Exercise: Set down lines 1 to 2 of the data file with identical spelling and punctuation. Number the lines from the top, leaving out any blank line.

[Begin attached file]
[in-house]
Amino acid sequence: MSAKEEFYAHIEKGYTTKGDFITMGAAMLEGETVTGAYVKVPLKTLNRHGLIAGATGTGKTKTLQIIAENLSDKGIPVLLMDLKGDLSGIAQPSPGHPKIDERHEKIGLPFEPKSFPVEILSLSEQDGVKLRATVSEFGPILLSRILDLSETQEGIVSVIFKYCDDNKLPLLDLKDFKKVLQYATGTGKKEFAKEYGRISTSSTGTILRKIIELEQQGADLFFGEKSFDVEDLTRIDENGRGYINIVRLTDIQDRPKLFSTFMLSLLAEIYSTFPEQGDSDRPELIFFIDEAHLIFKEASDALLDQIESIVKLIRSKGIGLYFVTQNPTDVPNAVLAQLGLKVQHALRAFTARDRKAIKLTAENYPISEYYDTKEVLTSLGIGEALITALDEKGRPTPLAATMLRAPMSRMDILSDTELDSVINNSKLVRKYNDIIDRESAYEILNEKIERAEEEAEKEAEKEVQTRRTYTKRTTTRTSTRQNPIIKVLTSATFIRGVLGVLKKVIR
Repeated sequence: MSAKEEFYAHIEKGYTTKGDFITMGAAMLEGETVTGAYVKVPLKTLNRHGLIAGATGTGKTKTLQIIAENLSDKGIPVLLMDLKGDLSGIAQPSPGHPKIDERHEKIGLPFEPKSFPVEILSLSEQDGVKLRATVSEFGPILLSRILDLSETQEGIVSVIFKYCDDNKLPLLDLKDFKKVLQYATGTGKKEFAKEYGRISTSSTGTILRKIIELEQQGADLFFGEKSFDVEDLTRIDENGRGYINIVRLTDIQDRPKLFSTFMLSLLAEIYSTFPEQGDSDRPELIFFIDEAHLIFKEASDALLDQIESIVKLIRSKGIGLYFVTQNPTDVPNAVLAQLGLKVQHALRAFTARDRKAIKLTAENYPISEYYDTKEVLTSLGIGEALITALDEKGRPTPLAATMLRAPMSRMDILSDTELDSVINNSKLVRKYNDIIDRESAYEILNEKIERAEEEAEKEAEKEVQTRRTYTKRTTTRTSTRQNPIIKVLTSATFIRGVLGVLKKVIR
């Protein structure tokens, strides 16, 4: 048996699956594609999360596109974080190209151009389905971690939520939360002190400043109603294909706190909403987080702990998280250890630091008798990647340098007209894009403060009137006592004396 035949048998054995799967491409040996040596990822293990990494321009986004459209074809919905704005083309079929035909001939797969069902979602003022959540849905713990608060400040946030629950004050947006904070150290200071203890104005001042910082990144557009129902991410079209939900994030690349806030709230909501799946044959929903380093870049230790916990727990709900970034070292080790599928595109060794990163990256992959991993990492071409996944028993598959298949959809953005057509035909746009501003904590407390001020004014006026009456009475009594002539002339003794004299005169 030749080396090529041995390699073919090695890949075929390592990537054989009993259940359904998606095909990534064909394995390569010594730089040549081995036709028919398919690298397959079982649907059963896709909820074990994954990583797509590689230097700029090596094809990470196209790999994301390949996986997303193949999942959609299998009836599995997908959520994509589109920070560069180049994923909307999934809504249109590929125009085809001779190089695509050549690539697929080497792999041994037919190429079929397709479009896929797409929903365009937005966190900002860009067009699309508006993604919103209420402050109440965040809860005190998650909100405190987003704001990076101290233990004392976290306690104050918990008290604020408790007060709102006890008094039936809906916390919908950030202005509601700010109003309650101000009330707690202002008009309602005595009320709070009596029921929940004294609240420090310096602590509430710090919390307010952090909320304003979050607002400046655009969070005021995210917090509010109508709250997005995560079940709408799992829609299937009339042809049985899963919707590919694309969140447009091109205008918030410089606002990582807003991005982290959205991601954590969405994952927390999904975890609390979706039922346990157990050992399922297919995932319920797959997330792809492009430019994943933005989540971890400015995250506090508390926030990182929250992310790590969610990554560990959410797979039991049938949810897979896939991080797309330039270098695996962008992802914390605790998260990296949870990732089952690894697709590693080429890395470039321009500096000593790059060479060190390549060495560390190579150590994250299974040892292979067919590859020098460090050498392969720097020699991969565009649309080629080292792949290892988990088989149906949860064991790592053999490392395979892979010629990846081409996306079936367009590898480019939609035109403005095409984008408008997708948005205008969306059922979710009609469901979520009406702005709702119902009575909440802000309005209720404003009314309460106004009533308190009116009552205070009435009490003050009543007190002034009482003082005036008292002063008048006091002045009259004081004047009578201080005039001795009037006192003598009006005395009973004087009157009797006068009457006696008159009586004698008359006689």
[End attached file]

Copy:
[in-house]
Amino acid sequence: MSAKEEFYAHIEKGYTTKGDFITMGAAMLEGETVTGAYVKVPLKTLNRHGLIAGATGTGKTKTLQIIAENLSDKGIPVLLMDLKGDLSGIAQPSPGHPKIDERHEKIGLPFEPKSFPVEILSLSEQDGVKLRATVSEFGPILLSRILDLSETQEGIVSVIFKYCDDNKLPLLDLKDFKKVLQYATGTGKKEFAKEYGRISTSSTGTILRKIIELEQQGADLFFGEKSFDVEDLTRIDENGRGYINIVRLTDIQDRPKLFSTFMLSLLAEIYSTFPEQGDSDRPELIFFIDEAHLIFKEASDALLDQIESIVKLIRSKGIGLYFVTQNPTDVPNAVLAQLGLKVQHALRAFTARDRKAIKLTAENYPISEYYDTKEVLTSLGIGEALITALDEKGRPTPLAATMLRAPMSRMDILSDTELDSVINNSKLVRKYNDIIDRESAYEILNEKIERAEEEAEKEAEKEVQTRRTYTKRTTTRTSTRQNPIIKVLTSATFIRGVLGVLKKVIR